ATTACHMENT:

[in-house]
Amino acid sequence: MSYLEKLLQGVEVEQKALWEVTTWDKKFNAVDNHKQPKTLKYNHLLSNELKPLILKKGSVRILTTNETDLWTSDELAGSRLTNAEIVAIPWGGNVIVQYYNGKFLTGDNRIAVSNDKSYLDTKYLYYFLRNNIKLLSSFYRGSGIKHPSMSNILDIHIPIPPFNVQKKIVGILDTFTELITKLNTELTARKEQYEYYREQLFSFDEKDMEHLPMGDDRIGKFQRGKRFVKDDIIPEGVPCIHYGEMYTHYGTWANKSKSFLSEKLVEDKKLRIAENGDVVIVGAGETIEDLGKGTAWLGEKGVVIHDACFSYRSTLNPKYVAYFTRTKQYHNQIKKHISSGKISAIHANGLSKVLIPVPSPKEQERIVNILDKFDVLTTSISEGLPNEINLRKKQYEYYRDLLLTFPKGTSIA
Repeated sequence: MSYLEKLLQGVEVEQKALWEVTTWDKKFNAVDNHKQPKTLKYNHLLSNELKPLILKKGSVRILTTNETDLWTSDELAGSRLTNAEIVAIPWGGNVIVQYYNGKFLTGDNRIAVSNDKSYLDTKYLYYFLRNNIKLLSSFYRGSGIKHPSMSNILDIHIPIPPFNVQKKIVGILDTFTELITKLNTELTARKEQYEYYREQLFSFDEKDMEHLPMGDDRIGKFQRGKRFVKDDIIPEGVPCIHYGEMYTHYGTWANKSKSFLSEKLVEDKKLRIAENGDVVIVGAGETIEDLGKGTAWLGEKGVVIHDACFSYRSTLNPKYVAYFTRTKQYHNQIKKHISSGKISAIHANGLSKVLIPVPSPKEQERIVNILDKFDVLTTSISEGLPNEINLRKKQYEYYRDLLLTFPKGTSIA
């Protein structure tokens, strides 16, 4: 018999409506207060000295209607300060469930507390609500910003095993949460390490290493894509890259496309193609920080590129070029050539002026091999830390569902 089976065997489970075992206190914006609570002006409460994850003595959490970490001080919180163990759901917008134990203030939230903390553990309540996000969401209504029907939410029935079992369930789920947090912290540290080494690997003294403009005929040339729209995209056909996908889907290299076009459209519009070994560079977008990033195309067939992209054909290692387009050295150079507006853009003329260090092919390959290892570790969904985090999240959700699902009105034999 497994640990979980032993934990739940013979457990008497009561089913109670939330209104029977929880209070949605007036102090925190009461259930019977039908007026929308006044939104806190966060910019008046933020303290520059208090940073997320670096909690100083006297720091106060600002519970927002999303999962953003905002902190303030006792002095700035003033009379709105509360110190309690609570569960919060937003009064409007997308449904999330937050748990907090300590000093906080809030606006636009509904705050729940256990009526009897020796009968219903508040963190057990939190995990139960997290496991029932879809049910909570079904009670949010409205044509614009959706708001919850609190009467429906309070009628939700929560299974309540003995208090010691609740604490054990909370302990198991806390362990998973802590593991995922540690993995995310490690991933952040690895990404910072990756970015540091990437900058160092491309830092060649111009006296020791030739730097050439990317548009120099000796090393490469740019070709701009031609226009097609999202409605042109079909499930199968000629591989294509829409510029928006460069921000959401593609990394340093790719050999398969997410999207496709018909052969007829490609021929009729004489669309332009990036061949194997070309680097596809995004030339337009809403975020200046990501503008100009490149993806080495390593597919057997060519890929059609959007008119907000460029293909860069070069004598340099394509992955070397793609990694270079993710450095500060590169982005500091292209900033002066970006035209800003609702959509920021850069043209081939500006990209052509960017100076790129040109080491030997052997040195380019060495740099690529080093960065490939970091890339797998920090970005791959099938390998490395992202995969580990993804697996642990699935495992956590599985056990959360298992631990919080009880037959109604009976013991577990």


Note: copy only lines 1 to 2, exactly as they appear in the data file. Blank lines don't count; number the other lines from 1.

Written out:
[in-house]
Amino acid sequence: MSYLEKLLQGVEVEQKALWEVTTWDKKFNAVDNHKQPKTLKYNHLLSNELKPLILKKGSVRILTTNETDLWTSDELAGSRLTNAEIVAIPWGGNVIVQYYNGKFLTGDNRIAVSNDKSYLDTKYLYYFLRNNIKLLSSFYRGSGIKHPSMSNILDIHIPIPPFNVQKKIVGILDTFTELITKLNTELTARKEQYEYYREQLFSFDEKDMEHLPMGDDRIGKFQRGKRFVKDDIIPEGVPCIHYGEMYTHYGTWANKSKSFLSEKLVEDKKLRIAENGDVVIVGAGETIEDLGKGTAWLGEKGVVIHDACFSYRSTLNPKYVAYFTRTKQYHNQIKKHISSGKISAIHANGLSKVLIPVPSPKEQERIVNILDKFDVLTTSISEGLPNEINLRKKQYEYYRDLLLTFPKGTSIA